Just a little palate cleanser this time before Microsoft Inspire gets started! Tony, Vasil, and I talk about Teams security, the Search-Mailbox cmdlet’s journey to Death Row, and whether or not emoji reactions in email are a tool of the devil.
Category Archives: Office 365
It’s July 1, so you know what that means… or maybe you don’t: the new edition of Office 365 for IT Pros is available. Each year, around this time, we release a new edition. herewith a rude Q&A that might be informative and/or useful (but probably not entertaining)
Q: It isn’t 2020. Why are you calling it the 2020 edition?
A: Car manufacturers do this too. Unlike cars not made by Tesla, though, we release monthly updates to upgrade and update the thing you buy today into the next calendar year.
Q: What’s different about this edition?
A: The cover has a new animal on it.
Q: No, seriously, what’s different?
A: We reorganized the content, so now there’s a separate companion volume (included with your purchase, of course) that holds some older material. This frees up space and word count for new stuff. In this edition, MVP and identity management legend Brian Desmond took over the IdM chapter from me, which automatically makes the book at least 16% better. There’s also significant new content covering new features in Planner, Teams, Intune, SharePoint Online, OneDrive for Business, and the various other parts of Office 365.
Q: What are your plans for updates to this edition?
A: We’ve already covered a ton of 2019 updates in this initial edition– for example, the switch to the “Microsoft 365 admin center” branding and all of the new goodies around information protection are included. Microsoft has already publicly announced or started to RTM several major new features that we’ll be covering, including information barriers for Teams. Then there’s a whole shedload of new stuff that Microsoft has discussed under NDA that we’ll be covering once it’s publicly mentioned. Plus, there is always room for surprises, like the rainbow themes Microsoft added to the admin center, OWA, and a few other apps in June 2019.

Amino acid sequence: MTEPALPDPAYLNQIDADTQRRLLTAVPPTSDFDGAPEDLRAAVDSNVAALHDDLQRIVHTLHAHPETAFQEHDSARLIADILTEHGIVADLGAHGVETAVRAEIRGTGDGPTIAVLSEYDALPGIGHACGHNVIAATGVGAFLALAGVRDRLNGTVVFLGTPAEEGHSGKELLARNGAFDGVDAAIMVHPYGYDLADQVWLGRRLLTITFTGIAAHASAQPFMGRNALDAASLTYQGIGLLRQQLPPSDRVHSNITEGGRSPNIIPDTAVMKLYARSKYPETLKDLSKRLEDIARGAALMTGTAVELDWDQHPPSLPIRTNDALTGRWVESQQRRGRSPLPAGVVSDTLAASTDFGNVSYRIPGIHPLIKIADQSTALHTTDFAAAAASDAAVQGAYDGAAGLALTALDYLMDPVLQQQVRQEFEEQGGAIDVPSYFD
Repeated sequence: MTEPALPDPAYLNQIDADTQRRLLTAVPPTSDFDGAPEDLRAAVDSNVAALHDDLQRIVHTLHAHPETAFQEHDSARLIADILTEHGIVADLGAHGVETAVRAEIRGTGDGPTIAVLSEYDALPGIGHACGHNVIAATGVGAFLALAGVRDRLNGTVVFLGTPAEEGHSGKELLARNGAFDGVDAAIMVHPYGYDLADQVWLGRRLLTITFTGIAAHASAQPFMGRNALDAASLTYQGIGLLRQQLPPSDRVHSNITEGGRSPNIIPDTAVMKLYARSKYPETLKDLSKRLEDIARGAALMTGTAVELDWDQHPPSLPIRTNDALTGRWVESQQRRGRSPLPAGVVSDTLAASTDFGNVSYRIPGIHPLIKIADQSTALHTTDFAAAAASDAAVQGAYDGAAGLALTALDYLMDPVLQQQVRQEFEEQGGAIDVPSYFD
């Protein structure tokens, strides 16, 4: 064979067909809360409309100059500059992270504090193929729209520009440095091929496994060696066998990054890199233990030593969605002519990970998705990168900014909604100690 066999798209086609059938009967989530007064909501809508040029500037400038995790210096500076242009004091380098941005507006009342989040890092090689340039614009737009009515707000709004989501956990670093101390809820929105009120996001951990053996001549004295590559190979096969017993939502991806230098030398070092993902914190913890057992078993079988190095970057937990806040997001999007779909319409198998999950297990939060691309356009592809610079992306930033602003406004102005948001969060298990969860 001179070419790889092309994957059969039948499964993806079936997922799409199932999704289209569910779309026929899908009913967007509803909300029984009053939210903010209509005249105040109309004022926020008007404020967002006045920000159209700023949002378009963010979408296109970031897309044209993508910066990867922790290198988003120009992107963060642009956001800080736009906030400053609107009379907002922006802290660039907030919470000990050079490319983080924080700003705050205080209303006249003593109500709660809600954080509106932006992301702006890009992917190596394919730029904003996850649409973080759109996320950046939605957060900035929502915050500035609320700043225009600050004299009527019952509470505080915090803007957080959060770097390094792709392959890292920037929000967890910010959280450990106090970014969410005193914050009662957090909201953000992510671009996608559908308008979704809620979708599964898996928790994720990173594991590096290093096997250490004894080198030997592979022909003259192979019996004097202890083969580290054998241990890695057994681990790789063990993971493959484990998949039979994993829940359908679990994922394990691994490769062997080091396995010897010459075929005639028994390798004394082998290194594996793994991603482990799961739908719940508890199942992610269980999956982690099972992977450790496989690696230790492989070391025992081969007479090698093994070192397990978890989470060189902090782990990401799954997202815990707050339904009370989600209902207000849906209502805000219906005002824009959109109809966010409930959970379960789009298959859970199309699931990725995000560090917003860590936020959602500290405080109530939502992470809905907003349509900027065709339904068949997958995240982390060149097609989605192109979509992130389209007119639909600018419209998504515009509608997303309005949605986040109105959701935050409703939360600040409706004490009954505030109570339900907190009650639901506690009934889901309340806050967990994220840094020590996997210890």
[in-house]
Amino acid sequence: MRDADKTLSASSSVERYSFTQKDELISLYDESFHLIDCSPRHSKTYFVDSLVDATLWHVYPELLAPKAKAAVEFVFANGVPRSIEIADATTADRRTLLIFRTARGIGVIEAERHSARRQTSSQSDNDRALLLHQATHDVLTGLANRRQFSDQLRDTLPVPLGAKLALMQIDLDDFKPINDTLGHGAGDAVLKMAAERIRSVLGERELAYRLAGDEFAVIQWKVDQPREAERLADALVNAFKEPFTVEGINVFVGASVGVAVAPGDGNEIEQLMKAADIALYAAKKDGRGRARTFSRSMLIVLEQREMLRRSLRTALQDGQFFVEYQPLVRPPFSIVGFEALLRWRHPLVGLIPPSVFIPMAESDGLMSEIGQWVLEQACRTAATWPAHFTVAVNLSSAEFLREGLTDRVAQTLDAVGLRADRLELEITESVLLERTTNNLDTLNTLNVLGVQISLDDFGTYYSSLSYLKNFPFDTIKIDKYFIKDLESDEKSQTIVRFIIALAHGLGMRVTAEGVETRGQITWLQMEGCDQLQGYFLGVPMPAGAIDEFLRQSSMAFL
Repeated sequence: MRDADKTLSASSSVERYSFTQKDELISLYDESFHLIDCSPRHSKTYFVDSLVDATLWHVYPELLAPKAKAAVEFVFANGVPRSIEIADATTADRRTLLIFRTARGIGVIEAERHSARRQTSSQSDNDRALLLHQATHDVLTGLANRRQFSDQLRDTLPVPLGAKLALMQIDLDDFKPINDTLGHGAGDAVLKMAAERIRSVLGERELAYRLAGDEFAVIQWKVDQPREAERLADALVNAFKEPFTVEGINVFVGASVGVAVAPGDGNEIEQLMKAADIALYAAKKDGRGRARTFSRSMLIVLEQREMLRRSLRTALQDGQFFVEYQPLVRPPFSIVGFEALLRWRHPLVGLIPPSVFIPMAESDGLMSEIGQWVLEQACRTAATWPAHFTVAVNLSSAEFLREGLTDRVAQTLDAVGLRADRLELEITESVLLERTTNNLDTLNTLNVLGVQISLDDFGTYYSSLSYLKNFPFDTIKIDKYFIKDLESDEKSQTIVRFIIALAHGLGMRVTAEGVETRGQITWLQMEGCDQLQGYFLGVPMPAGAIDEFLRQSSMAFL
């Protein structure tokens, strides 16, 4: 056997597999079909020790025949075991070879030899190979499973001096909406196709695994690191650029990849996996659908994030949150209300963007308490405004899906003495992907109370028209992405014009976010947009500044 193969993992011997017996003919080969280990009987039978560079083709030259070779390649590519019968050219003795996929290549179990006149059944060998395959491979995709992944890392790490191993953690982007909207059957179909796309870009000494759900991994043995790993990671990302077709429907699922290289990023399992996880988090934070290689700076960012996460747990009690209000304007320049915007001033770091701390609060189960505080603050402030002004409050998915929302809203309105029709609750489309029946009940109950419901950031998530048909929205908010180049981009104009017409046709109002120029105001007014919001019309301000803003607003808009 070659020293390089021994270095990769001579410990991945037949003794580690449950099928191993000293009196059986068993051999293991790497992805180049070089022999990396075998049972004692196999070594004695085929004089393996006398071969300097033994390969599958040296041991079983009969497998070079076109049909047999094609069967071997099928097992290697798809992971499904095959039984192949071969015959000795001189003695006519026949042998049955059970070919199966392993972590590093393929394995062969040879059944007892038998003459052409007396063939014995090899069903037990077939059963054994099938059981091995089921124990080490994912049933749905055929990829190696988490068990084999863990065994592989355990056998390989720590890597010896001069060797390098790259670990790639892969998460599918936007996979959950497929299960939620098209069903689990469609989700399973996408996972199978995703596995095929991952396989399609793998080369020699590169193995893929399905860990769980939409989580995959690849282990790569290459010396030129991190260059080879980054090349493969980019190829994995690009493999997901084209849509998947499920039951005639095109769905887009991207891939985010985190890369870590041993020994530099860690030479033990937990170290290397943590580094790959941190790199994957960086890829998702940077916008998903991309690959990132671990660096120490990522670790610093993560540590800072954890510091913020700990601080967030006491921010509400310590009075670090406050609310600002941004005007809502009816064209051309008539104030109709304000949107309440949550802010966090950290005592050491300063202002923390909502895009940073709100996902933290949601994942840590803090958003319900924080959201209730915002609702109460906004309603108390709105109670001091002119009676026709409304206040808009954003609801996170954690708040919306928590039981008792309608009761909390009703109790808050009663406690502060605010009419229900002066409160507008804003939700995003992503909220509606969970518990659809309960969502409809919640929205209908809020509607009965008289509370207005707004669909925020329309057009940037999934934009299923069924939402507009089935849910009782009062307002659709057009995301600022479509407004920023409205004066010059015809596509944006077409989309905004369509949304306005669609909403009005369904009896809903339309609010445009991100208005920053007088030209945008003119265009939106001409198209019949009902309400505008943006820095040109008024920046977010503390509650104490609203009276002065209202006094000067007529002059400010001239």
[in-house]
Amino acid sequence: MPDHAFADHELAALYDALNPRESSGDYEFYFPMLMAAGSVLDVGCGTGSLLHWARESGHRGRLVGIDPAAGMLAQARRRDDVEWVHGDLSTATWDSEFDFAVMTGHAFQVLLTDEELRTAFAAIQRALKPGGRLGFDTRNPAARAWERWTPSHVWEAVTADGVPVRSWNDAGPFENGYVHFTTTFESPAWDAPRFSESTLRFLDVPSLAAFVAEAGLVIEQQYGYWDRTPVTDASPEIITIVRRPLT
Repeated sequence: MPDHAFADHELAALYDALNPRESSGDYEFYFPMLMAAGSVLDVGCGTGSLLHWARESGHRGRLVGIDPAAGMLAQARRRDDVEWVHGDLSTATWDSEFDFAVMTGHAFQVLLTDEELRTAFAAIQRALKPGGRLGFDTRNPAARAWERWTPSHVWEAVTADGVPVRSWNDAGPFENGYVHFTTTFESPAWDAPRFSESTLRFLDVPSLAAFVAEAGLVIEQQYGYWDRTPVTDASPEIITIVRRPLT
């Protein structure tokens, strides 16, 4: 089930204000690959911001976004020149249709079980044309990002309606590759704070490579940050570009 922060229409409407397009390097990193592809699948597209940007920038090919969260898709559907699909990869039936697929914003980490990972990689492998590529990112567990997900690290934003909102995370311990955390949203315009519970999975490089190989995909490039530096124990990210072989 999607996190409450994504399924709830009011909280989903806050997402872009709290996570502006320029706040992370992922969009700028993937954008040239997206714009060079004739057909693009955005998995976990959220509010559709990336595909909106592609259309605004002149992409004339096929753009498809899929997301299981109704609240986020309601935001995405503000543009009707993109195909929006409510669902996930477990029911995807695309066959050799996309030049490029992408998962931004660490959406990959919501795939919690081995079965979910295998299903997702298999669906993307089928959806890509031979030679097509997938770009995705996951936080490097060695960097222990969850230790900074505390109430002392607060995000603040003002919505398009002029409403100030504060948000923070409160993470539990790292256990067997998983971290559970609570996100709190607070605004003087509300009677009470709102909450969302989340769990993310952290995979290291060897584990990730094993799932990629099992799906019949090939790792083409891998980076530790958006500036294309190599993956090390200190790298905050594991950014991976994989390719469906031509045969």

All joking aside, we’ve got lots of new content planned for the book, and one key advantage of our book is that you’re buying a year’s worth of updates, not a single point-in-time copy. As Microsoft evolves and grows Office 365, we cover the changes to help you learn what you need to effectively plan and manage your Office 365 deployment. I hope you’ll give the new edition a look and let us know what you think.
As longtime readers probably know, I have a cat. As cats do, he will sometimes jump on my desk.
Some of you may know that, because my job entails working with a worldwide team, I often have early-morning conference calls. To make this easier, I have a small workstation in my bedroom where I can work and be near the coffee machine. This machine is set up with a Logitech c920 webcam and a Blue Snowball USB microphone.
Most of you probably don’t know that I tend to pace when on telephone calls.
So picture the scene. I’ve straggled out of bed to grab a cup of coffee, yawn and stretch, and get on a call. I’m pacing around and speaking. Suddenly the gentleman I’m speaking to (my long-suffering counterpart, Tony Sterling, who owns our customer experience team) starts cracking up. “Dude, turn your camera off!”